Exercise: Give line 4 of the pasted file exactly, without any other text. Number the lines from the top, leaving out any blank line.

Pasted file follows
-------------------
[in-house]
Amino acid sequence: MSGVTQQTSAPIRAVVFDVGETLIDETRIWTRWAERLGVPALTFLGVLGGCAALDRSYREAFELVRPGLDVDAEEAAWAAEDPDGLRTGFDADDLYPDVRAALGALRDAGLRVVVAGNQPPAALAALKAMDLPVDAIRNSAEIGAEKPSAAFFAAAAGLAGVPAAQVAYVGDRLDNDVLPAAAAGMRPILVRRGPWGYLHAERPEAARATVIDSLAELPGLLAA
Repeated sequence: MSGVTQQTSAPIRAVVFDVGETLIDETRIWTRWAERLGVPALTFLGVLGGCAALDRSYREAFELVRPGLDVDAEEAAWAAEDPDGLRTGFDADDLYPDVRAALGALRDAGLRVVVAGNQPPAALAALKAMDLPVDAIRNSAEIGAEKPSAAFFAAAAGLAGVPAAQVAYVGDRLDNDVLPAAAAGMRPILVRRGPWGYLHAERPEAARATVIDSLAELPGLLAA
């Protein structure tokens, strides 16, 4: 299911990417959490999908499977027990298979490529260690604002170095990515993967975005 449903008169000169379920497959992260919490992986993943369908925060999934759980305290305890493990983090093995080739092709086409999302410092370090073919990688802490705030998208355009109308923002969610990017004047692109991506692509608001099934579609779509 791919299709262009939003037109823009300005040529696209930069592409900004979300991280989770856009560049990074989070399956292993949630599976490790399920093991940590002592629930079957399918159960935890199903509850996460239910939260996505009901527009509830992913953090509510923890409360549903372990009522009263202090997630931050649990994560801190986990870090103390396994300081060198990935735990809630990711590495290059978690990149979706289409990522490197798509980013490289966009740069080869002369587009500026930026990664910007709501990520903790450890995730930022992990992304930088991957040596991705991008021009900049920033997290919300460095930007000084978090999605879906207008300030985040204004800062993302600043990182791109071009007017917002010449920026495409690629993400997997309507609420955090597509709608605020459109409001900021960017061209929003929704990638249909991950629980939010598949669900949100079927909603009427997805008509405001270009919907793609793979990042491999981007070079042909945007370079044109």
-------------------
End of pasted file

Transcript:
């Protein structure tokens, strides 16, 4: 299911990417959490999908499977027990298979490529260690604002170095990515993967975005 449903008169000169379920497959992260919490992986993943369908925060999934759980305290305890493990983090093995080739092709086409999302410092370090073919990688802490705030998208355009109308923002969610990017004047692109991506692509608001099934579609779509 791919299709262009939003037109823009300005040529696209930069592409900004979300991280989770856009560049990074989070399956292993949630599976490790399920093991940590002592629930079957399918159960935890199903509850996460239910939260996505009901527009509830992913953090509510923890409360549903372990009522009263202090997630931050649990994560801190986990870090103390396994300081060198990935735990809630990711590495290059978690990149979706289409990522490197798509980013490289966009740069080869002369587009500026930026990664910007709501990520903790450890995730930022992990992304930088991957040596991705991008021009900049920033997290919300460095930007000084978090999605879906207008300030985040204004800062993302600043990182791109071009007017917002010449920026495409690629993400997997309507609420955090597509709608605020459109409001900021960017061209929003929704990638249909991950629980939010598949669900949100079927909603009427997805008509405001270009919907793609793979990042491999981007070079042909945007370079044109």